More than 1,900 acres of the retired Marine Corps Air Station El Toro in Irvine have been cleaned up and removed from the list of the nation's most hazardous sites after more than two decades, the U.S. Environmental Protection Agency announced Monday.
Officials said that $165 million in soil removal and groundwater treatment by the U.S. Navy and local water agencies has cleaned up contamination at much of the old World War II-era air base, to the point it no longer poses a risk to human health or the environment.
The deletion of all but 600 acres of the El Toro site from the federal Superfund list, finalized last week, clears one obstacle to turning some of the old military property into the Orange County Great Park and thousands of homes.
"It will allow us to move forward with development of the Great Park in an accelerated manner," said Jeff Lalloway, mayor pro tem of Irvine and chairman of the Great Park board of directors.
The 4,700-acre El Toro air base is one of 20 current and former Department of Defense facilities in California undergoing long and costly EPA cleanups, largely because of polluted soil and water. The list includes the former Norton Air Force Base near San Bernardino, Marine Corps Base Camp Pendleton in San Diego County and the former McClellan Air Force Base near Sacramento.
Built in 1942 to train pilots during World War II, El Toro was later developed into a permanent base for jet fighters on the West Coast.
El Toro was named to the Superfund list in 1990 because of contamination caused by decades of aircraft maintenance and repair, which left the soil laced with compounds known as polychlorinated biphenyls, or PCBs. A plume of groundwater tainted with trichloroethylene and other hazardous compounds migrated more than three miles from the base beneath Irvine. But wells in the area are used for irrigation, not as a source of drinking water.
For more than a decade, Irvine has tried to transform about 1,300 acres of the old base into a sprawling public park surrounded by homes and businesses. But the recession and the housing market collapse took a toll on the plan. Only about 230 acres of the park have been opened to the public, including its signature orange balloon ride, athletic fields, festival space and an arts complex.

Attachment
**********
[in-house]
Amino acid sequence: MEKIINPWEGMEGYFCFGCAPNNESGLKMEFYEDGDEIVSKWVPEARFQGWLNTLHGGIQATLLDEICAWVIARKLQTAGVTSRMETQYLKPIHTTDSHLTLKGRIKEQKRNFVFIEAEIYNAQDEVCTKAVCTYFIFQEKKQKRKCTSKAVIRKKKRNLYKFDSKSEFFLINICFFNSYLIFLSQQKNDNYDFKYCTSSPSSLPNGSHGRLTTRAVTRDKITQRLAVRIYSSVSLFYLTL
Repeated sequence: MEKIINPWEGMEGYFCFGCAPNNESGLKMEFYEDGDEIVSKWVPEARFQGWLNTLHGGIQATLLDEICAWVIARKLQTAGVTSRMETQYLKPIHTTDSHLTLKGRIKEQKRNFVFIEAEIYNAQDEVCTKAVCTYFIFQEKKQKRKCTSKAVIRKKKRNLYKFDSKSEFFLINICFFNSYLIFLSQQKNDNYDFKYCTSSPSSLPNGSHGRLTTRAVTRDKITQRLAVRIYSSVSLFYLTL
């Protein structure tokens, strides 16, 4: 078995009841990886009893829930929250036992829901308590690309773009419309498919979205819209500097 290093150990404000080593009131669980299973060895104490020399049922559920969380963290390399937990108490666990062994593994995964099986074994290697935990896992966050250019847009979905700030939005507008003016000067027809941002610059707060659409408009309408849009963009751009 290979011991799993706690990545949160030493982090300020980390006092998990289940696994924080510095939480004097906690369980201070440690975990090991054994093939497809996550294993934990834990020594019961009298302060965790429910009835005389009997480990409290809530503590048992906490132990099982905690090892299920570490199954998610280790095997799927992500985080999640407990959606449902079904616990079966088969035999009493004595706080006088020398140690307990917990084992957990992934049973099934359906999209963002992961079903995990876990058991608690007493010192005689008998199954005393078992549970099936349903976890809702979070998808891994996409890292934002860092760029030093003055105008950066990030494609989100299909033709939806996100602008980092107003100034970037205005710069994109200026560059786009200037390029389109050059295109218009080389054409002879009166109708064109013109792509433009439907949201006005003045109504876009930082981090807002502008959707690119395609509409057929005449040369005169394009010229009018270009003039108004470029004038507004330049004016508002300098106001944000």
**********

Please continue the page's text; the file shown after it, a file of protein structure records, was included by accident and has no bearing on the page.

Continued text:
"Being able to remove the Superfund name removes a stigma and helps the community grow," said EPA Regional Administrator Jared Blumenfeld. "People should feel confident that they can play and recreate and use the land."
Most of the 230 acres open to the public remain on the Superfund list because contaminated groundwater beneath it is still being treated. But the soil has been cleaned and no longer poses a health risk, EPA officials said. And the trichloroethylene in the groundwater, which sits about 100 feet below the surface, is at such low concentrations that it is close to meeting federal drinking water standards, they said.
After the base was decommissioned in 1999, the Navy auctioned off much of the property for $650 million through a 2005 deal with home builder Lennar Corp., which transferred about 1,300 acres in the middle of the base to Irvine to build the Great Park.
The portion of the Superfund site that was delisted includes about 700 acres of city-owned land, some of which is leased out for farming. The other 1,200 acres are being developed by FivePoint Communities, which has an agreement with the city to build 688 acres of public parkland in exchange for the rights to construct up to 9,500 homes nearby.
"FivePoint is gratified that this major milestone has been completed in the process of returning the former land of El Toro to productive, public use," Chief Executive Emile Haddad said in a written statement.
Work to extract and treat groundwater and monitor capped landfills on remaining parts of the base list is expected to take years and an additional $50 million, according to the EPA.
"This has been a long, quiet, expensive process," said Larry Agran, an Irvine councilman and Great Park board member. Still, he cautioned that more cleanup remains. "We have a number of areas that are still on the Superfund list, still require remediation and in some cases, pose a hazard."Copyright © 2014, Los Angeles Times